Frankly, yes. The cathartic practice of writing in itself is healing, but the act of giving voice and speaking out loud as sisters in solidarity builds courage. Raising one’s voice or making a fuss is not culturally an “Asian” thing to do. Laying low is seen as a coping and survival tactic to the immigrant generations, especially those who count themselves as refugees in one sense or another. Thanks to the recent voices of people like Cathy Park Hong, Anne Anlin Cheng, Jeremy Lin, Daniel Dae Kim, Olivia Munn, Congresswoman Grace Meng, Senator Tammy Duckworth, and activist Amanda Nguyen, giving voice feels like the right thing to do. We were struck by Sharon Kwon’s recent article in HuffPost called “This is What No One Tells You About Being Asian in America in 2021.” Kwon is a psychotherapist with many Asian patients who describes the powerful hold guilt and shame have on the Asian psyche. She says, “As we continue to practice anti-racism and work toward more diversity and inclusion, individually and collectively, I hope that we can do just that and involve all groups in the discussion. We can’t call ourselves anti-racists until we acknowledge all marginalized people, including Asian Americans.”
If we frame this in terms of our responsibilities as Quaker educators, where can we best effect change through teaching and learning? How can we inspire students to go beyond the caricatures and stereotypes that they see flashed before them on social media or Netflix, and seek—if not desire—to find humanity in others and themselves?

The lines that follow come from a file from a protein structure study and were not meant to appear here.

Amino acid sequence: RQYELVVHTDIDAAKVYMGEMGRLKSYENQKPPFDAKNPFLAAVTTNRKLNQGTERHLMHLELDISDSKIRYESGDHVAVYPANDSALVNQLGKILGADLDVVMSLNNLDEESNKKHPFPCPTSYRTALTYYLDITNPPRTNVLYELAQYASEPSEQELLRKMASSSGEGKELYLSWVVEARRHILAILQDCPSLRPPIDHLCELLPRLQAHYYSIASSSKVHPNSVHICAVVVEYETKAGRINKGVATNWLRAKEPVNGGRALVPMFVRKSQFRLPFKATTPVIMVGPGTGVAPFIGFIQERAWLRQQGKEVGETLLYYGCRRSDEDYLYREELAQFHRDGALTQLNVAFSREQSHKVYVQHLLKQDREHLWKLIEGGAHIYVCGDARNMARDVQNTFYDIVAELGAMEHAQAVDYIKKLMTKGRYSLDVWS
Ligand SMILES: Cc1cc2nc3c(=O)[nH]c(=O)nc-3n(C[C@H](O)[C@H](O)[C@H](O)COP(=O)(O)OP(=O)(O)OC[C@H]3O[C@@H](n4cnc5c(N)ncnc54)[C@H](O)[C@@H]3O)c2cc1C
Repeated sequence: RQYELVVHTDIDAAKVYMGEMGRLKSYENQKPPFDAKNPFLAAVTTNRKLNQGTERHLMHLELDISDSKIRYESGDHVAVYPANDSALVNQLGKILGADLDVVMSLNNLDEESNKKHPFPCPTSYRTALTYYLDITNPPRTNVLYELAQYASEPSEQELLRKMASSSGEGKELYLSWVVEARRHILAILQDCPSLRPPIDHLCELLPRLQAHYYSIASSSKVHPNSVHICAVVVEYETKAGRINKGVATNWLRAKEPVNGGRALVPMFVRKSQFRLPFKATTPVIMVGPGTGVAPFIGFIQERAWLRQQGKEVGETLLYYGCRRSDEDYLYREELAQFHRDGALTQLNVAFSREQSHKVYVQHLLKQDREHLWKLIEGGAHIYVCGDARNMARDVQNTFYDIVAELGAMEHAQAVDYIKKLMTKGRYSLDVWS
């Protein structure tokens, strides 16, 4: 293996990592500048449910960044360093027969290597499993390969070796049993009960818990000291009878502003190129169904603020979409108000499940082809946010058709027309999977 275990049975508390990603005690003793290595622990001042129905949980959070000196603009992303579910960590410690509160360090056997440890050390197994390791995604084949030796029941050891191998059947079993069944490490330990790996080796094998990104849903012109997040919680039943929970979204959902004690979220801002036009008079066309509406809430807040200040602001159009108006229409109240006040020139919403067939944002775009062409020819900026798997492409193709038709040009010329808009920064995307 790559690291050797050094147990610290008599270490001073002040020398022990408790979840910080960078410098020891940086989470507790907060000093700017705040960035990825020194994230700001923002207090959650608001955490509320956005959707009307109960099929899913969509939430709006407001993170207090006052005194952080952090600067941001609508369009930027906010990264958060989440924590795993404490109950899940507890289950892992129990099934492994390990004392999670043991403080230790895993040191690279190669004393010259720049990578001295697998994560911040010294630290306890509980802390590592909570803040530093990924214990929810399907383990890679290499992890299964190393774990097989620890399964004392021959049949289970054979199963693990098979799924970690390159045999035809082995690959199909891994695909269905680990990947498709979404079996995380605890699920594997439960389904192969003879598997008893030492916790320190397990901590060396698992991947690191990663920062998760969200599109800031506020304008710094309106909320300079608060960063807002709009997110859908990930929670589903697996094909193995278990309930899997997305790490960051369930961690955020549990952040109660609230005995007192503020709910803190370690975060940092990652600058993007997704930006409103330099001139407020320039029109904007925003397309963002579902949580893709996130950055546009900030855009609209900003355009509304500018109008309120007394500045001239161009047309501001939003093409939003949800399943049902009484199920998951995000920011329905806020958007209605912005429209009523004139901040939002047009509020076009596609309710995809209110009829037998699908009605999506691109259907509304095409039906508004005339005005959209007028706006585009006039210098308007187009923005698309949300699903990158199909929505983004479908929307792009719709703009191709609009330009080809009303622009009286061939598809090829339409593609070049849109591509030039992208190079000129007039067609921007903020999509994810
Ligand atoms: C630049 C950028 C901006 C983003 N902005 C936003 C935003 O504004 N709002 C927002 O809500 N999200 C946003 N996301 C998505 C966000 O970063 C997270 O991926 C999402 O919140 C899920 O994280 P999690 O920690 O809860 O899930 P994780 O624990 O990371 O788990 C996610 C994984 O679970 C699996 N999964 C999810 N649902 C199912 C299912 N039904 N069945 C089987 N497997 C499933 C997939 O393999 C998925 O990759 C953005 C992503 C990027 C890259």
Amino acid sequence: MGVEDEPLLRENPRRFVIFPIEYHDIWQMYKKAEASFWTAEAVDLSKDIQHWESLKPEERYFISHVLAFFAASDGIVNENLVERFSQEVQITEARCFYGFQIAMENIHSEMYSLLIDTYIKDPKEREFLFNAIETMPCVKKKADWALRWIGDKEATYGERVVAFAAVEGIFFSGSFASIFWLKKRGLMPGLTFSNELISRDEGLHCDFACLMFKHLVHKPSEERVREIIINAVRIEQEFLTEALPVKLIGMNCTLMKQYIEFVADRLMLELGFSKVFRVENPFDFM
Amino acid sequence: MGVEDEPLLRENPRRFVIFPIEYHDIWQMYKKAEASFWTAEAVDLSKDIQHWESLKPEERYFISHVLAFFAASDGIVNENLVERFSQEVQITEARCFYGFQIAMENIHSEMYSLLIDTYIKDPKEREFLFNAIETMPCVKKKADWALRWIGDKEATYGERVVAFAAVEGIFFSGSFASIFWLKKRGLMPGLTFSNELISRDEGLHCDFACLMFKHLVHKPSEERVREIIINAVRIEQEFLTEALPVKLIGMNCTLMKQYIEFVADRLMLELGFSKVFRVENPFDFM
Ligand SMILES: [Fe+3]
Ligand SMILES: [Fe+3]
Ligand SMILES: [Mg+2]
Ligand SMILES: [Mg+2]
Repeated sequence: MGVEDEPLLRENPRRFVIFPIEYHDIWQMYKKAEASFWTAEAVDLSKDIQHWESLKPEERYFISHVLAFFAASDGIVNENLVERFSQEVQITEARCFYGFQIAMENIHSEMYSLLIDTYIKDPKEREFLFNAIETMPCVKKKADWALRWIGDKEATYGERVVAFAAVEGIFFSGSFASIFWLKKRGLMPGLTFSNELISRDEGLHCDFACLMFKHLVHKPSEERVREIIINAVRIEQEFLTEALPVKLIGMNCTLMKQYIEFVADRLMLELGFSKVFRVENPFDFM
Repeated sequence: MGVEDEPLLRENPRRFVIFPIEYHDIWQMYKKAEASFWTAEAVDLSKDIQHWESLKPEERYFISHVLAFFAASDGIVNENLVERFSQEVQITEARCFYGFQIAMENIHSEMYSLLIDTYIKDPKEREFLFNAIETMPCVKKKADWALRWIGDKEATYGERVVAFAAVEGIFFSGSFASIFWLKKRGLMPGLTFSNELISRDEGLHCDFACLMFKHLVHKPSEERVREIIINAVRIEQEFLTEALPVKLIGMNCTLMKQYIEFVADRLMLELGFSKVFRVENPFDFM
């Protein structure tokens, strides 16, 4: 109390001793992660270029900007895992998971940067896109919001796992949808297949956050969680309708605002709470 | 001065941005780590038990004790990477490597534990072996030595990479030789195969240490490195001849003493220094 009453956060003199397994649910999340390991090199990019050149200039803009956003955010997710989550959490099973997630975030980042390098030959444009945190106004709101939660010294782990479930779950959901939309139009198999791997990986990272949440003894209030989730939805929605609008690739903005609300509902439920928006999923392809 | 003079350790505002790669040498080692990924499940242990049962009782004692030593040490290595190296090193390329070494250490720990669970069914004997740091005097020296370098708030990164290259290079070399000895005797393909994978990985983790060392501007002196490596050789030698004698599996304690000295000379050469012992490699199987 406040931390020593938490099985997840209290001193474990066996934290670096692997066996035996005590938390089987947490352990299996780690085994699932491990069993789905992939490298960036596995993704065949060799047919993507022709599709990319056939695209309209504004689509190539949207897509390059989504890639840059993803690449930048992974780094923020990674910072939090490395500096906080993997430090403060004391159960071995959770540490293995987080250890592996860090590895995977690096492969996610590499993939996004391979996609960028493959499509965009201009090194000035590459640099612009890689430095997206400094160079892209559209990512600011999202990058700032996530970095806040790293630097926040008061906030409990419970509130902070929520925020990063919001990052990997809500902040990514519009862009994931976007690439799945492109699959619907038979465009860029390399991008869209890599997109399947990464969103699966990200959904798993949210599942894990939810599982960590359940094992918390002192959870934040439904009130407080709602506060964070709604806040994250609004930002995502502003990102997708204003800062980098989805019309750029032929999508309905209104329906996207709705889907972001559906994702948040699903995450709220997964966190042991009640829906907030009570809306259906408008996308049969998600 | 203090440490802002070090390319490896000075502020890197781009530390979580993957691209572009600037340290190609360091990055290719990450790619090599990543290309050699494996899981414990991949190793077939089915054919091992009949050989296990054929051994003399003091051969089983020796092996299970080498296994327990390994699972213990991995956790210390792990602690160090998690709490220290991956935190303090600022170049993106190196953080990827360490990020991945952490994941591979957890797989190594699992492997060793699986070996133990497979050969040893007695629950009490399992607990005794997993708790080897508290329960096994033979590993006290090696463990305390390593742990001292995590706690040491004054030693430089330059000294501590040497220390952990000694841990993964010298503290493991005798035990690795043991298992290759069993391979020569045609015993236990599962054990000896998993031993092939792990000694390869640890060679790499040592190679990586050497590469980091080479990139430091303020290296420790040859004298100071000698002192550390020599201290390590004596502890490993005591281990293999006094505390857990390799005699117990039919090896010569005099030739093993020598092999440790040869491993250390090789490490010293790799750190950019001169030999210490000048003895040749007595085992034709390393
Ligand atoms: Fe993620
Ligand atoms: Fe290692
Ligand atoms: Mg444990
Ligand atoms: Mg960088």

While there is no shortage of ways to do this, there is a shortage of time and energy. As communications and diversity/equity professionals, our jobs are to create understanding—one through media, the other through programs. The most powerful way to do this is through stories. The Asian American story is different from the Black story which is different from the LGBTQ+ story which is different from that of our Latinx friends and families. Our Jewish and Muslim friends have rich stories and traditions to share, as do our Catholic, Buddhist, Hindu, and Sikh friends. Creating an understanding that people are more than a face, religion, gender identity, or skin color is essential to fostering deeper respect for the cultures, emotions, histories, ideas, talents, and dreams that make them who they are and inform the complexities of this moment. Within the acts of listening and speaking we can discover the most precious seeds of all—those of empathy and love, which if nurtured over time, can sprout and ripen in the hearts and actions of the young people we teach.
How do we build unity and understanding in this fast world of social media where people are reduced to a single filtered post? Can a community truly thrive without a strong and understood compact of mutual respect? Please send us your ideas. In weeks to come, we look to engage you in acts of listening, speaking, and the art of storytelling.
The promise of being heard opens a powerful path indeed.
In unity and love,
Hellen Hom-Diamond, Chief Communications Officer
Natalie Randolph ’98, Endowed Director of Equity, Justice, and Community